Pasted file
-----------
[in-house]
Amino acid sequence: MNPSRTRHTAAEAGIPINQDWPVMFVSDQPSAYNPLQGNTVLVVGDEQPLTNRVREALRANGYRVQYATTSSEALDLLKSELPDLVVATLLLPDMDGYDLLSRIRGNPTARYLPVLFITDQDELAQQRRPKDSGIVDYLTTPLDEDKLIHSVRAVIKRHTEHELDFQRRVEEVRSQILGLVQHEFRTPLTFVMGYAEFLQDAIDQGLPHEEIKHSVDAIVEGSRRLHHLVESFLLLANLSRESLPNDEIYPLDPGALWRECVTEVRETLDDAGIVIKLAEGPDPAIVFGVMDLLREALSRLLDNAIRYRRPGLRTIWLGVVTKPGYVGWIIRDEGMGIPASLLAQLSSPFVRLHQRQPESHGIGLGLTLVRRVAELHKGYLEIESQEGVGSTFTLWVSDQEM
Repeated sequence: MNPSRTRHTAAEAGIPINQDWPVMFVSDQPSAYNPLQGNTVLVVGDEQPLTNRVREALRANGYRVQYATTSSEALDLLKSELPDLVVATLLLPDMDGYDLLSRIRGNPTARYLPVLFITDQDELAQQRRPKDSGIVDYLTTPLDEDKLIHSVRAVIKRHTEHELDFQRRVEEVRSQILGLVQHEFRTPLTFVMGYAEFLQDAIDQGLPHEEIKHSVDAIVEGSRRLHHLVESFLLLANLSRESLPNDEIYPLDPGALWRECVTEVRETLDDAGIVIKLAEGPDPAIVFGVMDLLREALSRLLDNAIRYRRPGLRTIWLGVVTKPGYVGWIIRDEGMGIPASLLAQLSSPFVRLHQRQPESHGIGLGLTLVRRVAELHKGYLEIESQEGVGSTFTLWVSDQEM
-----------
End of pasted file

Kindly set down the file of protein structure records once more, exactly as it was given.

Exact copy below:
[in-house]
Amino acid sequence: MNPSRTRHTAAEAGIPINQDWPVMFVSDQPSAYNPLQGNTVLVVGDEQPLTNRVREALRANGYRVQYATTSSEALDLLKSELPDLVVATLLLPDMDGYDLLSRIRGNPTARYLPVLFITDQDELAQQRRPKDSGIVDYLTTPLDEDKLIHSVRAVIKRHTEHELDFQRRVEEVRSQILGLVQHEFRTPLTFVMGYAEFLQDAIDQGLPHEEIKHSVDAIVEGSRRLHHLVESFLLLANLSRESLPNDEIYPLDPGALWRECVTEVRETLDDAGIVIKLAEGPDPAIVFGVMDLLREALSRLLDNAIRYRRPGLRTIWLGVVTKPGYVGWIIRDEGMGIPASLLAQLSSPFVRLHQRQPESHGIGLGLTLVRRVAELHKGYLEIESQEGVGSTFTLWVSDQEM
Repeated sequence: MNPSRTRHTAAEAGIPINQDWPVMFVSDQPSAYNPLQGNTVLVVGDEQPLTNRVREALRANGYRVQYATTSSEALDLLKSELPDLVVATLLLPDMDGYDLLSRIRGNPTARYLPVLFITDQDELAQQRRPKDSGIVDYLTTPLDEDKLIHSVRAVIKRHTEHELDFQRRVEEVRSQILGLVQHEFRTPLTFVMGYAEFLQDAIDQGLPHEEIKHSVDAIVEGSRRLHHLVESFLLLANLSRESLPNDEIYPLDPGALWRECVTEVRETLDDAGIVIKLAEGPDPAIVFGVMDLLREALSRLLDNAIRYRRPGLRTIWLGVVTKPGYVGWIIRDEGMGIPASLLAQLSSPFVRLHQRQPESHGIGLGLTLVRRVAELHKGYLEIESQEGVGSTFTLWVSDQEM